Bivouacking and Wild Camping
It’s finally the end of a working day! Computer switched off, bivouac equipment packed, and there is nothing like getting out into nature! There is nothing better than sleeping under the stars. In order to keep bivouacking an intense and unique experience of nature and you do not have to be annoyed later, you should pay attention in advance to some things and get informed about the legal situation of the country in which you want to bivouac.
The beauty and the advantage of bivouacking is that it is not equated with camping. There where camping is prohibited, bivouacking is not necessarily prohibited. Because bivouacs usually mean one night’s sleep without a tent, under the open sky or in an igloo. If you want to bivouac on a private property, you have to get permission from the owner first.
Where and when are you allowed to bivouac and camp?
Basically, bivouacking in nature and conservation areas, nature parks and national parks is prohibited worldwide! However, the legal situation differs from country to country.
Wild camping on private property is allowed after obtaining the permission of the owner. Bivouacking is more tolerated than camping. It’s important to get information direct from competent authority or municipality. Marked parking spaces are of course an exception, here you can stay overnight with the motorhome or car to be able to start the journey the next day fresh and rested.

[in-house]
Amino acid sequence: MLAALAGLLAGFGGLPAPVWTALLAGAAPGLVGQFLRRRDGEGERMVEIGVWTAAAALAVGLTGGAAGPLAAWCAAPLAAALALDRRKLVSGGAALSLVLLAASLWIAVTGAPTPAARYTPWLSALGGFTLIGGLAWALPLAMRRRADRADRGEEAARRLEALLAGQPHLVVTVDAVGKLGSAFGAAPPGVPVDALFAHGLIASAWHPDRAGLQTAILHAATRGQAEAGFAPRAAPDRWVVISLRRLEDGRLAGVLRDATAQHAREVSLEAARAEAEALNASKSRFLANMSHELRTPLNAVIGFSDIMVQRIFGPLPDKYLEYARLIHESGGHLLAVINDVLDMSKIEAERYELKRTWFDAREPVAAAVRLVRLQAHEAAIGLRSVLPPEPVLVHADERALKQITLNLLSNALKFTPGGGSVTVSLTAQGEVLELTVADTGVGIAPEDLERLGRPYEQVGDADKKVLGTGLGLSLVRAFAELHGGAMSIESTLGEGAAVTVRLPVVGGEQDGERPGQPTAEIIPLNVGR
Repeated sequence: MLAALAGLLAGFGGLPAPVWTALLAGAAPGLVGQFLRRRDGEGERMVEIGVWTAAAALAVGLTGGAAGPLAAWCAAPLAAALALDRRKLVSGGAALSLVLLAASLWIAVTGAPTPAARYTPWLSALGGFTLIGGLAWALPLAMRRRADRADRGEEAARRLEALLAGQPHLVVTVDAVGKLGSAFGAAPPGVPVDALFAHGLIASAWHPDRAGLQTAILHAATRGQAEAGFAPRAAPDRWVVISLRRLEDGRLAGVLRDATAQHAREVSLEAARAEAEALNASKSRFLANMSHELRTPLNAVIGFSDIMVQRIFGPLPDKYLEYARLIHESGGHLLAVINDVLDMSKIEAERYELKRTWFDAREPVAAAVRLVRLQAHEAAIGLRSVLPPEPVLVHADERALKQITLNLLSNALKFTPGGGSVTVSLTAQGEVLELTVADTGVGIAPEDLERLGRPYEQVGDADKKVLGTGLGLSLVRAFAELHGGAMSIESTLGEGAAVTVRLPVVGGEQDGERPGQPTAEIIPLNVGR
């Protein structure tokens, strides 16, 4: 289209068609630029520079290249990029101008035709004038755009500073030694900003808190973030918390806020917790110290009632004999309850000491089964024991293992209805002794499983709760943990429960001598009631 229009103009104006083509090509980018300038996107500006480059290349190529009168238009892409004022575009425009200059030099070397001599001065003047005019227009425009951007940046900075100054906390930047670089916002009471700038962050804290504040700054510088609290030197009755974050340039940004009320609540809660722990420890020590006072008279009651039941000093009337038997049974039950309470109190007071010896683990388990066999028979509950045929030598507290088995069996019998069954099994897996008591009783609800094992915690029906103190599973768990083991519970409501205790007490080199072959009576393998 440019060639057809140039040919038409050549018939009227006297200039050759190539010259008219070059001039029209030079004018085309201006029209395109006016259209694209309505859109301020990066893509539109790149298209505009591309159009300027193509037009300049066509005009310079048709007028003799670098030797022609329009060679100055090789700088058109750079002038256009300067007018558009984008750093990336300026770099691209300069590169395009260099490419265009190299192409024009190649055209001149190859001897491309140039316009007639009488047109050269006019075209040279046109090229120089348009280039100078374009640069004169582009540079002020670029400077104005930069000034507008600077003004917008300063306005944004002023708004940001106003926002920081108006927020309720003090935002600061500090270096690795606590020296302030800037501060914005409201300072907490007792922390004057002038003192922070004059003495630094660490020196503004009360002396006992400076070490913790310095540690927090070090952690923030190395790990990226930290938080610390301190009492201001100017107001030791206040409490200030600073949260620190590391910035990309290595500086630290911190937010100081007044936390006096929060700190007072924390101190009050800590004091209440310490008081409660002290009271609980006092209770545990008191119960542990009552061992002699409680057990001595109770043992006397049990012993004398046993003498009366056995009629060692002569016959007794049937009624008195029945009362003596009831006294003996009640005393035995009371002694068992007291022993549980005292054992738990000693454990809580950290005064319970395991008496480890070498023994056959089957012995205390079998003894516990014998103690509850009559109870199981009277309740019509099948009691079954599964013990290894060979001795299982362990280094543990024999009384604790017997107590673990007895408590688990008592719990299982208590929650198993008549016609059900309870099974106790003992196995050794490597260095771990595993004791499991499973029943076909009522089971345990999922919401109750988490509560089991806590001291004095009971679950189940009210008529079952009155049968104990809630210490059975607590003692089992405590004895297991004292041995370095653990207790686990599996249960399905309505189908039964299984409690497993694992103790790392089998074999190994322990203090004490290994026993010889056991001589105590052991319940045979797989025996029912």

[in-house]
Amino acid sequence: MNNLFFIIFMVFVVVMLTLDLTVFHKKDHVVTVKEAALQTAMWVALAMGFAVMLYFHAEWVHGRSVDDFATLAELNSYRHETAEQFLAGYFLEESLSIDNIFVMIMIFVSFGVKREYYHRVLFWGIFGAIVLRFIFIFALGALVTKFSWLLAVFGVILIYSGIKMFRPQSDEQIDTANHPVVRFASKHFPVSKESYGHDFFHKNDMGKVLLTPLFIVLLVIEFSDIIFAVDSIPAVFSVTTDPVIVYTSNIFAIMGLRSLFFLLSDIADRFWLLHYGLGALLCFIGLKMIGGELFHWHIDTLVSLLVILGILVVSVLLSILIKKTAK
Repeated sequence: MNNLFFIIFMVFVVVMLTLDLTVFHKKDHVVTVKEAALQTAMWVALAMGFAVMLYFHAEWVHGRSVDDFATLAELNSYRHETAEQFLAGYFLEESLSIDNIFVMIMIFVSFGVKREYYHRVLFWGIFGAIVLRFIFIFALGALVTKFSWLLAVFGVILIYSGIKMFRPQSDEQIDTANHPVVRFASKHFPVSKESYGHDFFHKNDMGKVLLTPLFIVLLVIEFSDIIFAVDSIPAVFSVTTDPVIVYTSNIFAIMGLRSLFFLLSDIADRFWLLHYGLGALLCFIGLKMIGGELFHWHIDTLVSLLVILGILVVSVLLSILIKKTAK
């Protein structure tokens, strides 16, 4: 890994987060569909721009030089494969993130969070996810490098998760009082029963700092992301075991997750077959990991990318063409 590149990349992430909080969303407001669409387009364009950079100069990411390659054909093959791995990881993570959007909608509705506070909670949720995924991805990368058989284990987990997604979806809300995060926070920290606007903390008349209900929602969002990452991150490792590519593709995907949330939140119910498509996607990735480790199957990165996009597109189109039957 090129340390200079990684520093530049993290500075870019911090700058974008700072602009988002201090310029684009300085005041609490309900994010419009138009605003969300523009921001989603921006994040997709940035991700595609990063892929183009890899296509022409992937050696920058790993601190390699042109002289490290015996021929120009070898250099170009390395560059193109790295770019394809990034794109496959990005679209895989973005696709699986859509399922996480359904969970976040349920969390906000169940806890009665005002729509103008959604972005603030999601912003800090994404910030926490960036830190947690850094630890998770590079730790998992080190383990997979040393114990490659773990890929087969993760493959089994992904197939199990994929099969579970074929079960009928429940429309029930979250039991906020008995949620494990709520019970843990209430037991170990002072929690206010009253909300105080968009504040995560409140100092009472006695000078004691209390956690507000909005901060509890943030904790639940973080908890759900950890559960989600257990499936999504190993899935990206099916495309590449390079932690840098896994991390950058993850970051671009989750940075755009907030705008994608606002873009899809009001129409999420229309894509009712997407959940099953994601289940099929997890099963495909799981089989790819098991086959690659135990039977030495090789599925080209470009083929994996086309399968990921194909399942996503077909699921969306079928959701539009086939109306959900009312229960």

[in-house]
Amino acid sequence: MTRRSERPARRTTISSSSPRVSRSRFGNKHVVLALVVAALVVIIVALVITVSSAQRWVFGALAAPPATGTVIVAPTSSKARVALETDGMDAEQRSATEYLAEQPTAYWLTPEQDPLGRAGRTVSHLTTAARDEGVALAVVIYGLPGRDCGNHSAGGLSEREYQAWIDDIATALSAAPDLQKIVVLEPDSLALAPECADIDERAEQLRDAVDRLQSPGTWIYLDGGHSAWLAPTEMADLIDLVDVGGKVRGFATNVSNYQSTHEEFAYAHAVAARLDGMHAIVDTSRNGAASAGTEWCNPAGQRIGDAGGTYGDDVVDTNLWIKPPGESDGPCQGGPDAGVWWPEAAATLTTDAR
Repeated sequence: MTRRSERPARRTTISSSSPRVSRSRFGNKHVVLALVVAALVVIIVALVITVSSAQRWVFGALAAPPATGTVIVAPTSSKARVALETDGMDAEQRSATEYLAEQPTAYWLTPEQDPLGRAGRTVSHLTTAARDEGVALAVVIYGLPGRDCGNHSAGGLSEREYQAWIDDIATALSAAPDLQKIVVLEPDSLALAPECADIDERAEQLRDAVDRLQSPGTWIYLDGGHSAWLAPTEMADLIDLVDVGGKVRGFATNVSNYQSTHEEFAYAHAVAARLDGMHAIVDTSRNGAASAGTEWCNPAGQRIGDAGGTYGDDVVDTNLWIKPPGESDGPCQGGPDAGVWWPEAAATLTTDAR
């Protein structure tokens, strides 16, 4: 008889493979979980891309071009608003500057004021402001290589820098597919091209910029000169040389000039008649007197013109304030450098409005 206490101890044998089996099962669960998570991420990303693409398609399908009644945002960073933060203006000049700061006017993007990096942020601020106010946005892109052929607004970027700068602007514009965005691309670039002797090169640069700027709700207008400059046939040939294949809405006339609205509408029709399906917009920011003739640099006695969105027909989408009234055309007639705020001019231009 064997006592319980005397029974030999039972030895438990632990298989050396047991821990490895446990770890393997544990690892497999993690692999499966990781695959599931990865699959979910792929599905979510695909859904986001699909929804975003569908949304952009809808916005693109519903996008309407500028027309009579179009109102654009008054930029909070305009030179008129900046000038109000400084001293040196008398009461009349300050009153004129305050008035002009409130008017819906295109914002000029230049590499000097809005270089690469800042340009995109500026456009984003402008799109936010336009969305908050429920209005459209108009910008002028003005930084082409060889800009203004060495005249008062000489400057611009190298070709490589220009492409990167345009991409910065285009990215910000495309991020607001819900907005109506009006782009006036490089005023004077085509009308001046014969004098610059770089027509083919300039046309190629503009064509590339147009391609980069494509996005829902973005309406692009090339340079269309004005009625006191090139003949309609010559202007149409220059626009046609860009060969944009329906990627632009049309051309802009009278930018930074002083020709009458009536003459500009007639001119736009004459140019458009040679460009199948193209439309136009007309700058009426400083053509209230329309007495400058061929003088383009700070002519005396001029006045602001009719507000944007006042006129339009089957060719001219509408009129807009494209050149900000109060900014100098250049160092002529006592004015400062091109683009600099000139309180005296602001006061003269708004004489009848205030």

Wild camping and bivouacking in the USA
Due to the high demand and environmental reasons there are strict rules regarding wild camping. Different regulations may apply depending on the state – but in principle it can be said that, with a few exceptions, wild camping is banned in the USA.
However, there are regions where you can legally pitch your tent away from civilization and often park your motor home. These include the National Forests, however, where you should look for a palce that is not visible from the road. Also, you should make sure that this is not privately owned and ask in case of doubt on the spot. In addition, wild camping in the US within the so-called BLM areas (Bureau of Land Management) is also often permitted.
In national parks there are often “wilderness areas” where you can also camp wild – but for this you usually need a permit (“camping permit”), which you get at many visitor and tourist centers (sometimes for a fee).